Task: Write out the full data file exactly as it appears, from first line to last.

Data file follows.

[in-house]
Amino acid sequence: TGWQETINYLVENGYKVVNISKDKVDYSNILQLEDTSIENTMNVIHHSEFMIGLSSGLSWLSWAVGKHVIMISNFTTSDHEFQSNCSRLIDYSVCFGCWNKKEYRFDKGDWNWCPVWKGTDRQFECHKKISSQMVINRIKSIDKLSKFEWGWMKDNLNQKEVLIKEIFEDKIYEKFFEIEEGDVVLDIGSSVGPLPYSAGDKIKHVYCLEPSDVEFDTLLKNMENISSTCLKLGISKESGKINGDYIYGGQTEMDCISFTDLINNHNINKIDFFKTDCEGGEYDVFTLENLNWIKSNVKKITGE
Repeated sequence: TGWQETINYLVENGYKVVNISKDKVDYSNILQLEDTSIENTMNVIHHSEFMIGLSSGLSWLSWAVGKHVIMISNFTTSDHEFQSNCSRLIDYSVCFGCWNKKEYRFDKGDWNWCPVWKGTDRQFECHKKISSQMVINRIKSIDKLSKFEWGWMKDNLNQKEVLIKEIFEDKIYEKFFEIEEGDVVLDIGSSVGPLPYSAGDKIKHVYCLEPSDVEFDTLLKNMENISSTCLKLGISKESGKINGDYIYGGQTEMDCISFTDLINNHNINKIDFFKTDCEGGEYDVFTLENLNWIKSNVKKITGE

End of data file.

[in-house]
Amino acid sequence: TGWQETINYLVENGYKVVNISKDKVDYSNILQLEDTSIENTMNVIHHSEFMIGLSSGLSWLSWAVGKHVIMISNFTTSDHEFQSNCSRLIDYSVCFGCWNKKEYRFDKGDWNWCPVWKGTDRQFECHKKISSQMVINRIKSIDKLSKFEWGWMKDNLNQKEVLIKEIFEDKIYEKFFEIEEGDVVLDIGSSVGPLPYSAGDKIKHVYCLEPSDVEFDTLLKNMENISSTCLKLGISKESGKINGDYIYGGQTEMDCISFTDLINNHNINKIDFFKTDCEGGEYDVFTLENLNWIKSNVKKITGE
Repeated sequence: TGWQETINYLVENGYKVVNISKDKVDYSNILQLEDTSIENTMNVIHHSEFMIGLSSGLSWLSWAVGKHVIMISNFTTSDHEFQSNCSRLIDYSVCFGCWNKKEYRFDKGDWNWCPVWKGTDRQFECHKKISSQMVINRIKSIDKLSKFEWGWMKDNLNQKEVLIKEIFEDKIYEKFFEIEEGDVVLDIGSSVGPLPYSAGDKIKHVYCLEPSDVEFDTLLKNMENISSTCLKLGISKESGKINGDYIYGGQTEMDCISFTDLINNHNINKIDFFKTDCEGGEYDVFTLENLNWIKSNVKKITGE